Netflix has confirmed that it no longer supports AirPlay, citing “technical limitations” with Apple’s video-slinging feature. The reasoning isn’t exactly about technical limitations that prevent Netflix from supporting the feature at all, though. Rather, Netflix has either chosen not to support it because the company can’t control the user experience the way it wants to or because of bigger issues of competition and collaboration between the two companies.
AirPlay is a feature in Apple devices (and now in some third-party devices from partners like LG and Samsung) that allows streaming audio or video from one gadget to another over the local network. A few days ago, users began noticing that they could no longer use AirPlay in the iOS Netflix app, and MacRumors discovered that a support document on Netflix’s website had been updated to say, “Airplay is no longer supported for use with Netflix due to technical limitations.”
Netflix soon elaborated with an official statement to certain press outlets covering the story. Here’s the statement:
We want to make sure our members have a great Netflix experience on any device they use. With AirPlay support rolling out to third-party devices, there isn’t a way for us to distinguish between devices (what is an Apple TV vs. what isn’t) or certify these experiences. Therefore, we have decided to discontinue Netflix AirPlay support to ensure our standard of quality for viewing is being met. Members can continue to access Netflix on the built-in app across Apple TV and other devices.
Starting at this year’s Consumer Electronics Show in January, major TV-makers announced support for AirPlay, whereas users could previously typically only stream content to their TVs via AirPlay by using an Apple TV set-top box or plugging another Apple device into the TV via the HDMI port. (Some third-party devices did already support AirPlay, though—for example, the Sonos One.)
The way Apple has implemented AirPlay, Netflix does not have access to information about the device to which a user is streaming. It could be an Apple-made streaming box, or it could be a Samsung TV, among other things. Netflix is arguing that not having this information means it can’t certify the target device to ensure a quality experience.
While that might technically be true, there are definitely possible design approaches that would circumvent that issue, and it’s perplexing that Netflix doesn’t seem to have the same policy regarding Android TV devices that support Chromecast. (Chromecast is an AirPlay-like feature offered by Google.)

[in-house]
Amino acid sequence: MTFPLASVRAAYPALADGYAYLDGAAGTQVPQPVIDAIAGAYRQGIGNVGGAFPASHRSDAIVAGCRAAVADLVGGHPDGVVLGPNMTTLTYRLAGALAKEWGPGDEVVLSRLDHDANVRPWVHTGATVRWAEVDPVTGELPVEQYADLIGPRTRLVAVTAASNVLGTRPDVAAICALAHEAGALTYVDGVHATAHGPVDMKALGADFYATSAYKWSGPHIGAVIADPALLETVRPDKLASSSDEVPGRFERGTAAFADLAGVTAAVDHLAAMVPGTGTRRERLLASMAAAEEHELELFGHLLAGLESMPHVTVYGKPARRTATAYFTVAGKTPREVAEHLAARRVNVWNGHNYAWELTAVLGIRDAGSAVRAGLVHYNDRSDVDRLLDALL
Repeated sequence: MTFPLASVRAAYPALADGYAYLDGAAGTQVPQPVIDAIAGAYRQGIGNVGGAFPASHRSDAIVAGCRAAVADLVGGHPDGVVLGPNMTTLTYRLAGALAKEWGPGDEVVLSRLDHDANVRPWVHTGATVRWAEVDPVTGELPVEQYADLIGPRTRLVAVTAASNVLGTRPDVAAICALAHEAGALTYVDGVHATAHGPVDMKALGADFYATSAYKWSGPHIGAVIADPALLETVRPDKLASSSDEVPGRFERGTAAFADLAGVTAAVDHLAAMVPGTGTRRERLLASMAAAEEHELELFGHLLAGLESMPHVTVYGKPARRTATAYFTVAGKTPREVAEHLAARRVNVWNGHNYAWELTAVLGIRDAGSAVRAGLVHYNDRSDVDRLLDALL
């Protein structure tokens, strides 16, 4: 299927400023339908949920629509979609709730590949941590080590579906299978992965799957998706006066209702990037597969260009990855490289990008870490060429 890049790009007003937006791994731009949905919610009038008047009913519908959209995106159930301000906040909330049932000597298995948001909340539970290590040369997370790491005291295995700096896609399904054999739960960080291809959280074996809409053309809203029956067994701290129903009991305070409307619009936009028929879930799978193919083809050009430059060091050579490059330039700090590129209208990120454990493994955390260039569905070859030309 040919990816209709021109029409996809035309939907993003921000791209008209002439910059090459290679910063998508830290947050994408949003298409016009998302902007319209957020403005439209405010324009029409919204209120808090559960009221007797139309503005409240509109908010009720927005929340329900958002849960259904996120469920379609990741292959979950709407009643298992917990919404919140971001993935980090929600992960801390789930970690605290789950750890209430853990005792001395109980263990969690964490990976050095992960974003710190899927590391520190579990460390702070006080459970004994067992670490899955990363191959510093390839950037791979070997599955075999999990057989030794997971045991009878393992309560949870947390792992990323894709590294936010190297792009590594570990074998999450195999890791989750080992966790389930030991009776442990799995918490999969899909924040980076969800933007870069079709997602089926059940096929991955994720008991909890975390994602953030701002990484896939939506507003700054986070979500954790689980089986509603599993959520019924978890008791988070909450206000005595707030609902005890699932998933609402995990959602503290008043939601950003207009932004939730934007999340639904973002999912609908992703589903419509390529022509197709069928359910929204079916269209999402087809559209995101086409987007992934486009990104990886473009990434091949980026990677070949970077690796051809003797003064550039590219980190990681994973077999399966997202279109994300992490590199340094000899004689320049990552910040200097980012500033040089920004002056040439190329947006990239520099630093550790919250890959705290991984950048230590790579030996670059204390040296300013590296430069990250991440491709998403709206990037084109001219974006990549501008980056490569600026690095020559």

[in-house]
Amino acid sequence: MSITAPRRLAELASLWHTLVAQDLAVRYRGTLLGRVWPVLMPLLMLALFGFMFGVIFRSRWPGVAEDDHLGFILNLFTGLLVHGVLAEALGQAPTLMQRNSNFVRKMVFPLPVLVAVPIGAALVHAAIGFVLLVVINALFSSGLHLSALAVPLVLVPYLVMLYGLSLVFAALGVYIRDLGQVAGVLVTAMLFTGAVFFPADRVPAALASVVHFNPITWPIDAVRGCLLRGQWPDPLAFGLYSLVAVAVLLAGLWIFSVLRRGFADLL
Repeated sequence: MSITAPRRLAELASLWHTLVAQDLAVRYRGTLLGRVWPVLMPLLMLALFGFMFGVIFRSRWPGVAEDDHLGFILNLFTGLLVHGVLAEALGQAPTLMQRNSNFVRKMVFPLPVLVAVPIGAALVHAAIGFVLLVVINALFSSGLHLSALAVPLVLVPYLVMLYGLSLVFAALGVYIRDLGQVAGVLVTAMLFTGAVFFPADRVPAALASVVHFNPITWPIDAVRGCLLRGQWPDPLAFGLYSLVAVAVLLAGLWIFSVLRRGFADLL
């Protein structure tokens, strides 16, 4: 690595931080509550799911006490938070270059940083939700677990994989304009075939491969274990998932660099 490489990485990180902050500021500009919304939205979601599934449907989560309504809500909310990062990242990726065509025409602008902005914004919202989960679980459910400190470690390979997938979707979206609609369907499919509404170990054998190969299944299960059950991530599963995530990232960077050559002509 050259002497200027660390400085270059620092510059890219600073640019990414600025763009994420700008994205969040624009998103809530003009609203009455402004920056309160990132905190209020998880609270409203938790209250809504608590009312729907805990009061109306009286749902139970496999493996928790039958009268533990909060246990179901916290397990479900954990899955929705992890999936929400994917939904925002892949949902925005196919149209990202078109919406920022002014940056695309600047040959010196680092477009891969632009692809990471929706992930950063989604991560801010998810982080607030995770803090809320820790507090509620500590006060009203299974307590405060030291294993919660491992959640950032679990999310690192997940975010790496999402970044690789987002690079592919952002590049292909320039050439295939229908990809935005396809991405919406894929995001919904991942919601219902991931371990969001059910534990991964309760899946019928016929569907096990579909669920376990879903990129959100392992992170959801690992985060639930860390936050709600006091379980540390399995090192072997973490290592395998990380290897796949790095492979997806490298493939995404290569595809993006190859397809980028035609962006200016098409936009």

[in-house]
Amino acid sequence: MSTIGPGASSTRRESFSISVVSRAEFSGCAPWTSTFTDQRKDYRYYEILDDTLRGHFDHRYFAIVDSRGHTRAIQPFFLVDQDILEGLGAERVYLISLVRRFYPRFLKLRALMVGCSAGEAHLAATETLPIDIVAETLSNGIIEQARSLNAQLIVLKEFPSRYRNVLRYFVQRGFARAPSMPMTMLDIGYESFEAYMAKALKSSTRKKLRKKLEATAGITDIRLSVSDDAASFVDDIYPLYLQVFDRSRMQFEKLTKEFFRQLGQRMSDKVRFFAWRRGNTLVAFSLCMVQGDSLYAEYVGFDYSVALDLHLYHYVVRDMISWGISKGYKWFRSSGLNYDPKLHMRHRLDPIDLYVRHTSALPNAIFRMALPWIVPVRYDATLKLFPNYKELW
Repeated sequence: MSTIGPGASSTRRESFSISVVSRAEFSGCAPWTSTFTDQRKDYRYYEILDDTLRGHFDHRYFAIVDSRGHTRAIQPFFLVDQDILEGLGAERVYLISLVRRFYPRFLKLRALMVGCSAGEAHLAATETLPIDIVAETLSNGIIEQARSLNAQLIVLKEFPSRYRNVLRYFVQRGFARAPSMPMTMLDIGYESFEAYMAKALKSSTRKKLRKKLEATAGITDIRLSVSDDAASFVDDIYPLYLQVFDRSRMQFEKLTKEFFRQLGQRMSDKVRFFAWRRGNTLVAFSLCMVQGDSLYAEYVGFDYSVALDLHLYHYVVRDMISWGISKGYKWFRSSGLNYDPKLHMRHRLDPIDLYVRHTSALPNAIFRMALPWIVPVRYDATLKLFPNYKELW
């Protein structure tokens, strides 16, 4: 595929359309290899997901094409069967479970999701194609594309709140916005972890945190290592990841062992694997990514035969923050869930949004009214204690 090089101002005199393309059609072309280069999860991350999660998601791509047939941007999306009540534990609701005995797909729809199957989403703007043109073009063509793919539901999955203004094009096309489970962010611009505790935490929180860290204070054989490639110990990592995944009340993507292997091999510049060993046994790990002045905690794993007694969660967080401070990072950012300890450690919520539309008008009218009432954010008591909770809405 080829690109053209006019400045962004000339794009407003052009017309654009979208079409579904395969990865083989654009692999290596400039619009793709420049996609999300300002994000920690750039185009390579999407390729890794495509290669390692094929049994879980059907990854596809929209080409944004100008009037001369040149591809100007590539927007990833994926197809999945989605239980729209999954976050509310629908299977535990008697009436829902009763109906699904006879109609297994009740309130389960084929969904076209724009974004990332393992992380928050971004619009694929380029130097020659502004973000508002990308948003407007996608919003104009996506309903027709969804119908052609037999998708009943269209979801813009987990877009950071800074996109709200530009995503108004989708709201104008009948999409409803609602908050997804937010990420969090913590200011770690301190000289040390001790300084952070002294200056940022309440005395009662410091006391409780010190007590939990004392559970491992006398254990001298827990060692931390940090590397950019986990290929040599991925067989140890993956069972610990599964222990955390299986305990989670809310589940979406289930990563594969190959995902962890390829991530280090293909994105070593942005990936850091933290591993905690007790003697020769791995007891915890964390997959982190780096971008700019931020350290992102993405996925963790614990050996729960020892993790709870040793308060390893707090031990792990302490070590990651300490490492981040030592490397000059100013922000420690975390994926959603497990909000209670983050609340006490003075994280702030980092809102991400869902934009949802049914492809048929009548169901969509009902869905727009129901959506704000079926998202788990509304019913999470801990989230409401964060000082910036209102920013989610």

Observers have understandably raised the question of whether Netflix is doing this to undermine Apple for launching a competing streaming video service in Apple TV+, but a Netflix spokesperson told The Verge, “It’s not a business competition play.”
Another possibility is that Apple prevents Netflix from accessing user data the company wants via AirPlay on those third-party TVs and other devices. Some observers on Reddit and Slashdot have also speculated that this could be an anti-piracy play—but the continued, unfettered Chromecast support pokes a hole in that idea.
Finally, it’s possible that Netflix has simply reasoned that it can offer a quality app experience on the Apple TV, so it can afford to drop this feature there—but it can’t on Chromecast, so it has to leave this door open for Chromecast or else give up on being able to serve the large number of customers who own Chromecast solutions. In other words, Netflix might be making a very Apple move of forcing users to access its service via the method it can control most completely.
Even if we take Netflix’s word that this is not about business competition, this is the latest in a series of limitations in how Netflix and Apple services work together—or rather, how they don’t.
Netflix was a glaring omission from Apple’s TV app on iOS devices and the Apple TV. The app rounds up the latest content from multiple streaming platforms (from Hulu to HBO Now to network apps like Comedy Central) in one feed for the user. Netflix recently announced that it would not participate in Apple’s new video service which expands on that concept, and it also ended the ability to subscribe to the Netflix service through Apple’s billing system (thus avoiding giving Apple an admittedly significant cut of the revenue). Also, Netflix’s new interactive series like Bandersnatch do not work on the Apple TV.
Netflix still offers native apps for the Apple TV and iOS devices, but that’s the bare minimum. It’s hard to determine whether Netflix, Apple, or both are ultimately responsible for the current state of affairs—there are likely some aspects to all this that are not publicly visible—but users seem to be the ones paying the price for the ongoing failure of these two companies to work productively together on cutting-edge, positive user experiences.